Schumer Going ‘Full Speed Ahead,’ Unclear Where | National Review

Schumer Going ‘Full Speed Ahead,’ Unclear Where | National Review

Senate Majority Leader Chuck Schumer (D., N.Y.) takes questions as he discusses the Senate passage of the bipartisan infrastructure bill and the budget resolution during a news conference at the U.S. Capitol in Washington, D.C., August 11, 2021. (Gabrielle Crockett/Reuters)

Senate majority leader Chuck Schumer said today that he’s going “full speed ahead” on Democrats’ proposed spending package. In addition to the $550 billion in new spending from the bipartisan infrastructure package, Schumer supports spending another $3.5 trillion.

“Why I Won’t Support Spending Another $3.5 Trillion” was the headline on West Virginia Senator Joe Manchin’s September 2 op-ed in the Wall Street Journal, so Schumer is going to run into some problems.

“We’re going to work very hard to have unity, because without unity, we’re not going to get anything,” Schumer said. He’s certainly right about that, but they can’t have the requisite unity without Manchin.

Democrats plan to pass the bill through budget reconciliation, which means it would only require 50 senators plus Vice President Harris to pass. “Only” 50, but that’s not easy — every Democrat in the Senate needs to vote for the bill for it to pass. That must include Joe Manchin, who isn’t particularly interested in pleasing anyone outside his roughly R+40 state. His voters don’t want to give Democrats their entire agenda in one massive bill.

Manchin’s op-ed is unremarkable. Its opening sentence — “The nation faces an unprecedented array of challenges and will inevitably encounter additional crises in the future” — is the kind of thing a college freshman writes when he’s trying to make a word count, and there’s not a single memorable line in the whole thing. Manchin doesn’t have to put together a flashy argument. His stance boils down to the shortest sentence in his op-ed: “I disagree.”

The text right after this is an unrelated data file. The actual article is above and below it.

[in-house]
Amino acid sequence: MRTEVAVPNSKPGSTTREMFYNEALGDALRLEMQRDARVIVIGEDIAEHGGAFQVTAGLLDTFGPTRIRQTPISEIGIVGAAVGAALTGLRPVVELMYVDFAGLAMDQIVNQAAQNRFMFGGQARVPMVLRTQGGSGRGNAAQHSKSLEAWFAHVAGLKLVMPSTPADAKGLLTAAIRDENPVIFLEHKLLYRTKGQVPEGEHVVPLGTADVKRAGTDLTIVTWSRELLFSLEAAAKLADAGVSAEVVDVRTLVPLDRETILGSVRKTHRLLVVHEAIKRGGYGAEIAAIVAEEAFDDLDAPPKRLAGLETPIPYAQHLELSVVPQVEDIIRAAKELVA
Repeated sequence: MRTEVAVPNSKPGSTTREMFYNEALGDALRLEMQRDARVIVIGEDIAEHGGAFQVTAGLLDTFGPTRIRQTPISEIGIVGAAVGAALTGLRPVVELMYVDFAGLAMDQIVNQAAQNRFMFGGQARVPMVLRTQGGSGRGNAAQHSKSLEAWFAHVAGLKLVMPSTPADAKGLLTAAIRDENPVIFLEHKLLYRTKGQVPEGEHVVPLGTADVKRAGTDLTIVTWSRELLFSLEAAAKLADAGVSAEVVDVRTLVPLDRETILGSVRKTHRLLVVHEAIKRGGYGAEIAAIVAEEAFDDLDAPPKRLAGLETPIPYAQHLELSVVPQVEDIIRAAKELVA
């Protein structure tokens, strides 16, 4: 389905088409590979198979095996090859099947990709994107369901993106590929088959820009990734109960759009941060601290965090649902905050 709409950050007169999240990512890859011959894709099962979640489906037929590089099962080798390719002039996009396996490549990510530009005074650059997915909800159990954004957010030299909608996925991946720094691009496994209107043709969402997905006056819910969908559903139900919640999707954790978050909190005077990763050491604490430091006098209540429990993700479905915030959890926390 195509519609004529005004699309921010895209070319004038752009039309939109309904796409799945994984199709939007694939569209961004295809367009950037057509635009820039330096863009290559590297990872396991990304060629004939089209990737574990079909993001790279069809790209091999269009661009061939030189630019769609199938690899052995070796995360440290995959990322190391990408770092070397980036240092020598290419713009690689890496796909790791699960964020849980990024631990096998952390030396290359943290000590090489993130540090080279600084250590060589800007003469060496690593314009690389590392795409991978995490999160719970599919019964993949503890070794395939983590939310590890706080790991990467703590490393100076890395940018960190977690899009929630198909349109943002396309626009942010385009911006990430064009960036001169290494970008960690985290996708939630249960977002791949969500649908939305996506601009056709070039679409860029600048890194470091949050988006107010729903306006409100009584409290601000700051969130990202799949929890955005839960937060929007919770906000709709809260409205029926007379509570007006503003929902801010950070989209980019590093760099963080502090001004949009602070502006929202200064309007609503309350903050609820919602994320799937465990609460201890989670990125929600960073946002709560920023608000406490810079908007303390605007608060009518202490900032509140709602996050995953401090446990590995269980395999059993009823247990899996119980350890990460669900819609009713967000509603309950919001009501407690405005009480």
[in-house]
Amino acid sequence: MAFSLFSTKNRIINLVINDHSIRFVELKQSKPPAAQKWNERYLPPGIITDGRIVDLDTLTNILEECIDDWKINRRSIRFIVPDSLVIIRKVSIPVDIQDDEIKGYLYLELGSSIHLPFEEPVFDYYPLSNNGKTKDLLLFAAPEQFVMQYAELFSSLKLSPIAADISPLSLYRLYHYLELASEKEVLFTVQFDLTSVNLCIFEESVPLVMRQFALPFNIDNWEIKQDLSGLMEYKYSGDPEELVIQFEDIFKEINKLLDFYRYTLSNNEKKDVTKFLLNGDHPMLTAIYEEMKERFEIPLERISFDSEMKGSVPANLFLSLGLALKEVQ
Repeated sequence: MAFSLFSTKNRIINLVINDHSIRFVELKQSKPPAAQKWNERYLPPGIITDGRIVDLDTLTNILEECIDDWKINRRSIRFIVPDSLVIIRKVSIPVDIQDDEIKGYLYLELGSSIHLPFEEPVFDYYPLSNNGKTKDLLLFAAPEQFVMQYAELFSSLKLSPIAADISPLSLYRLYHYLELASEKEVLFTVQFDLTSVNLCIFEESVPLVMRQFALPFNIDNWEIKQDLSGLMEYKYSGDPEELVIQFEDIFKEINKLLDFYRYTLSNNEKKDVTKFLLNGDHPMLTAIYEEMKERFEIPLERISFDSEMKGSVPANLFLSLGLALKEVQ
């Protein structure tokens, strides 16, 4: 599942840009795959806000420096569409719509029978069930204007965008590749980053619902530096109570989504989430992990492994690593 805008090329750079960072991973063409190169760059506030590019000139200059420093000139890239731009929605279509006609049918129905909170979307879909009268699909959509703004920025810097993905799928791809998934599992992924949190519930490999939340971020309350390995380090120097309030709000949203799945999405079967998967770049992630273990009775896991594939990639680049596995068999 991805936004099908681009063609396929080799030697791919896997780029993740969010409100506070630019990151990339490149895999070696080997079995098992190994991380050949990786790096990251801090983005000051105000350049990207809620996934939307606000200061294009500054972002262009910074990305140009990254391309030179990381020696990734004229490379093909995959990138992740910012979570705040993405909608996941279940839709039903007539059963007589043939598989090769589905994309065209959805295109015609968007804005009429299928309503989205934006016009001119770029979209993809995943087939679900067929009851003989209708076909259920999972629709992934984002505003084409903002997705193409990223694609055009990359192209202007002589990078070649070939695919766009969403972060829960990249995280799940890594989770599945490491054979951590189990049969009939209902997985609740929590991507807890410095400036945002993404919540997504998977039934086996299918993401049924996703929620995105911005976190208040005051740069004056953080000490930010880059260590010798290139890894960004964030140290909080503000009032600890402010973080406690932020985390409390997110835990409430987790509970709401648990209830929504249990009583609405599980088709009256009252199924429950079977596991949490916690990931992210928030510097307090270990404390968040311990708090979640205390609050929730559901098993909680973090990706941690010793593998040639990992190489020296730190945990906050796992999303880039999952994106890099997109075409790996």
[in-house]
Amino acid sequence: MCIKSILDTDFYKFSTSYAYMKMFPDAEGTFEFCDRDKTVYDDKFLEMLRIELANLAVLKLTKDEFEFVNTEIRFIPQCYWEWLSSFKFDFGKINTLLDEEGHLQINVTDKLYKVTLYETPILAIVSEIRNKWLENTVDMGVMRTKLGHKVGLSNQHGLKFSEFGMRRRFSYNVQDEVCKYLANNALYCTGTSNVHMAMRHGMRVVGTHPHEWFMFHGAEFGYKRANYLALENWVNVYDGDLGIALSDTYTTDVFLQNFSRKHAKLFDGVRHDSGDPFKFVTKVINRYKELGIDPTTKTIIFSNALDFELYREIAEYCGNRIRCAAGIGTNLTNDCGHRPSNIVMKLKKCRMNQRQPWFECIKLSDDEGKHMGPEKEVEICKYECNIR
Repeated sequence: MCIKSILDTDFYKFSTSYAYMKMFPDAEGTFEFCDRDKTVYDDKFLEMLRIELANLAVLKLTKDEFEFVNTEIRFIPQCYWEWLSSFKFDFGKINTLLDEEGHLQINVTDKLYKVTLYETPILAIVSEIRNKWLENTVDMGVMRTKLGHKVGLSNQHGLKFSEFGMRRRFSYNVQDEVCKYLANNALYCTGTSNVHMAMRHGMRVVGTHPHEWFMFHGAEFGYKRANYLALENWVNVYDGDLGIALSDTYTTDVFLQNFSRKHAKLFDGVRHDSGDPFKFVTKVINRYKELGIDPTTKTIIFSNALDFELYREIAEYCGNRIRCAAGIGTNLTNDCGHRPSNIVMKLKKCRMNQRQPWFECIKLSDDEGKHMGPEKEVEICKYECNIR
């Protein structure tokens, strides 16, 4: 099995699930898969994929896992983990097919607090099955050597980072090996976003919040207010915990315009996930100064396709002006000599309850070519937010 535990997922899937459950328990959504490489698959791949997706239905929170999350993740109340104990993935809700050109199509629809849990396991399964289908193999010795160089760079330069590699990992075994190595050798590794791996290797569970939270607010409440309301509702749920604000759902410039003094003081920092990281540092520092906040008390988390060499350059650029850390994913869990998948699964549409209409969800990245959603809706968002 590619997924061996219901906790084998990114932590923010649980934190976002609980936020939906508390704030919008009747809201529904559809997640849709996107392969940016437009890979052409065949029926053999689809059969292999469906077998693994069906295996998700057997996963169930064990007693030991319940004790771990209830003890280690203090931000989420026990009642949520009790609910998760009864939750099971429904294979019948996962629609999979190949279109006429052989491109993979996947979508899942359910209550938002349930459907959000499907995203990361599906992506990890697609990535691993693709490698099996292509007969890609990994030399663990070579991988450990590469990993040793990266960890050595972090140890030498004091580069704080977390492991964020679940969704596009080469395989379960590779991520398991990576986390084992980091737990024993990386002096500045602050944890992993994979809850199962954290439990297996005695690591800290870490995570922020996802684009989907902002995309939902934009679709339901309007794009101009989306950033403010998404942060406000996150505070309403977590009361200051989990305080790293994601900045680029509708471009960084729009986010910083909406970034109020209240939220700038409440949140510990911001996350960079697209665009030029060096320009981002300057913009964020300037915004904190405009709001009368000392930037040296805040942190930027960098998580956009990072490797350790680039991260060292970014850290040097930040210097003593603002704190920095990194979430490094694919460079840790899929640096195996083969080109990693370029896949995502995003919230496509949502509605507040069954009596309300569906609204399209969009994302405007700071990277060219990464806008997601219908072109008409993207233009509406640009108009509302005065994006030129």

That’s his right. He’s a United States senator. He gets to disagree. And with the current partisan composition of the Senate, his disagreement is an insurmountable problem for Chuck Schumer.

The problems for Democrats don’t end there, either. All the focus is on the Senate, but after special elections, the Democrats’ House majority is tiny. If three House Democrats defect, they can’t pass legislation.

If there’s one thing politicians love doing, it’s spending other people’s money. Schumer is likely betting that impulse will eventually take hold and Manchin will be forced into submission. The Democrats have put their entire agenda into the reconciliation bill; if Manchin and other moderate Democrats in Congress are at all sympathetic to their own party, they’re unlikely to ultimately vote against the bill.

But as it stands currently, they have hang-ups, and Manchin’s hang-ups are the first priority. Schumer’s comments today signaled that he doesn’t take Manchin seriously. As long as he doesn’t, though, discussions of the reconciliation bill are purely academic. It’s not going to pass without Manchin’s vote.

Schumer can say he’s going “full speed ahead” all he wants. He currently does not have the votes to go anywhere at all.

Dominic Pino is a William F. Buckley Fellow in Political Journalism at National Review Institute.

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Tony Beasley
Tony Beasley writes for the Local News, US and the World Section of ANH.